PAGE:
What drives vaccine coverage levels?
As a surprise to few, there is a large disparity of care in the United States when it comes to vaccination. Jason Baumgartner, the Life Sciences Consulting Director at Quintiles, highlighted a recent study they performed that shows all too well the magnitude of that disparity and perhaps some of the socioeconomic drivers of that gap. In the study, they looked at vaccine coverage rates and attempted to find a correlation with any of several dozen factors. That list of variables considered included poverty rate, high school and college graduation rates, median household income, physicians per 100 patients, health care expenditures per capita and insurance coverage levels.
He walked through two case studies, one for meningococcal ACWY and one for HPV. For meningococcal vaccine, the national average coverage rate is 54% and there are noticeably more states above the 50% level than there are below. Washington DC had the highest coverage rate at 78%. Possible reasons for this include having 4x the number of physicians per 1000 patients as anywhere else in the country as well as a high percentage of the population who have completed bachelor’s degrees. Rhode Island also had great coverage, mostly due to a program that made vaccines available at area schools. The factor with the largest correlation was the number of physicians per 1000 patients. Interestingly, things that would seem like they have a correlation, such as health care expenditures per capita, had no correlation to the coverage level.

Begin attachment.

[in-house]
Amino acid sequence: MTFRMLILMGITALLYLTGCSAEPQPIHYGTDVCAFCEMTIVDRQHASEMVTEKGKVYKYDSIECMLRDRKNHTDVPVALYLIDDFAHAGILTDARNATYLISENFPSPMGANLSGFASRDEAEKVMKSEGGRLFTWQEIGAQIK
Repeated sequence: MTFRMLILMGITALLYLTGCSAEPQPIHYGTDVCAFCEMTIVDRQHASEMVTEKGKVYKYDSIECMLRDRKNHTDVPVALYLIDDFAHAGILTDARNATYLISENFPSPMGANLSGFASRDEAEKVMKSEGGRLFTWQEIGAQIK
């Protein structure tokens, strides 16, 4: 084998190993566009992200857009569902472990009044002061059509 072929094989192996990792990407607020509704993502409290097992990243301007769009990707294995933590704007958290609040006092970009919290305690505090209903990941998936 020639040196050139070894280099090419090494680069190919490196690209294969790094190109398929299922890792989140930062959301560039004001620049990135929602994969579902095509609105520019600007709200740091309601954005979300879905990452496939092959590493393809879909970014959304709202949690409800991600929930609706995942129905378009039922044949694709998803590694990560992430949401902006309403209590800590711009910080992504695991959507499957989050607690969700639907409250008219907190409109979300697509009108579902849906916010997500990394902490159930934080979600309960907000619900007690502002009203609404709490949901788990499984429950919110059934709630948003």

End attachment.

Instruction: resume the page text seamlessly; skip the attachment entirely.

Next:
The other case study was the HPV vaccine, for which the national average coverage rate is only 27%. As a contrast to meningococcal, far more states were below that average. The state with the best coverage was Massachusetts, which has the lowest percentage of the population that was uninsured, a high rate of OB/GYNs per 1000 patients and a low percentage of children who attend religious services weekly. That last factor was actually the one with the highest correlation, albeit an inverse one.
These case studies suggest how we can improve coverage levels:
- Optimize the delivery channel (the schools in Rhode Island being an illuminating example)
- Address cultural and geographic variations
- Engage both patients and influencers early and often
Ultimately, coverage level is strongly correlated with the access to care.
What are your thoughts? Comment below.